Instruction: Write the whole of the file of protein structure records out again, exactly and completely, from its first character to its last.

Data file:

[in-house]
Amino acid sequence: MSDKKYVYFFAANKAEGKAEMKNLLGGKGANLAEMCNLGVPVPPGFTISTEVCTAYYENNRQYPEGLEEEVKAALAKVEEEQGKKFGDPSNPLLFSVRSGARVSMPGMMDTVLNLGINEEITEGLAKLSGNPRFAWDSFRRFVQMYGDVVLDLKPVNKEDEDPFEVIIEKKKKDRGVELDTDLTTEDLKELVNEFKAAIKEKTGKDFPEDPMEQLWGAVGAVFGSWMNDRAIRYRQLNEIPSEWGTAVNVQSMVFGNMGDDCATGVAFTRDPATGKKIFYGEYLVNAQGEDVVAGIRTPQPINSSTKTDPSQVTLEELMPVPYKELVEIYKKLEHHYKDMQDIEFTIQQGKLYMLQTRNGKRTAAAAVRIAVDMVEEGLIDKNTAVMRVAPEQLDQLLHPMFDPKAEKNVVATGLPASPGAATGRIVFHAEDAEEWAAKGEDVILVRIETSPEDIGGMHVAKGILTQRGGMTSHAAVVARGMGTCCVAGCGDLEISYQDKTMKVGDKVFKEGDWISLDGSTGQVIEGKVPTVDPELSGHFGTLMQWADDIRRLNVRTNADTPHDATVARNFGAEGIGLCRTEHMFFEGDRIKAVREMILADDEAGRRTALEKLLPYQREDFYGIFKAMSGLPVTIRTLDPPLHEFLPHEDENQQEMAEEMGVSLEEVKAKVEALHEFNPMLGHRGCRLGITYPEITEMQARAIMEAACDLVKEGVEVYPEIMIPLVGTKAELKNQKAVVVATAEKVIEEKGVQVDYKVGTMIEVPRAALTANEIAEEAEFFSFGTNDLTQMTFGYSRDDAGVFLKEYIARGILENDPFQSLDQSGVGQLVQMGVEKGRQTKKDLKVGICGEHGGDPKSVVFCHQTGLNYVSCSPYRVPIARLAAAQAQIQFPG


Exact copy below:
[in-house]
Amino acid sequence: MSDKKYVYFFAANKAEGKAEMKNLLGGKGANLAEMCNLGVPVPPGFTISTEVCTAYYENNRQYPEGLEEEVKAALAKVEEEQGKKFGDPSNPLLFSVRSGARVSMPGMMDTVLNLGINEEITEGLAKLSGNPRFAWDSFRRFVQMYGDVVLDLKPVNKEDEDPFEVIIEKKKKDRGVELDTDLTTEDLKELVNEFKAAIKEKTGKDFPEDPMEQLWGAVGAVFGSWMNDRAIRYRQLNEIPSEWGTAVNVQSMVFGNMGDDCATGVAFTRDPATGKKIFYGEYLVNAQGEDVVAGIRTPQPINSSTKTDPSQVTLEELMPVPYKELVEIYKKLEHHYKDMQDIEFTIQQGKLYMLQTRNGKRTAAAAVRIAVDMVEEGLIDKNTAVMRVAPEQLDQLLHPMFDPKAEKNVVATGLPASPGAATGRIVFHAEDAEEWAAKGEDVILVRIETSPEDIGGMHVAKGILTQRGGMTSHAAVVARGMGTCCVAGCGDLEISYQDKTMKVGDKVFKEGDWISLDGSTGQVIEGKVPTVDPELSGHFGTLMQWADDIRRLNVRTNADTPHDATVARNFGAEGIGLCRTEHMFFEGDRIKAVREMILADDEAGRRTALEKLLPYQREDFYGIFKAMSGLPVTIRTLDPPLHEFLPHEDENQQEMAEEMGVSLEEVKAKVEALHEFNPMLGHRGCRLGITYPEITEMQARAIMEAACDLVKEGVEVYPEIMIPLVGTKAELKNQKAVVVATAEKVIEEKGVQVDYKVGTMIEVPRAALTANEIAEEAEFFSFGTNDLTQMTFGYSRDDAGVFLKEYIARGILENDPFQSLDQSGVGQLVQMGVEKGRQTKKDLKVGICGEHGGDPKSVVFCHQTGLNYVSCSPYRVPIARLAAAQAQIQFPG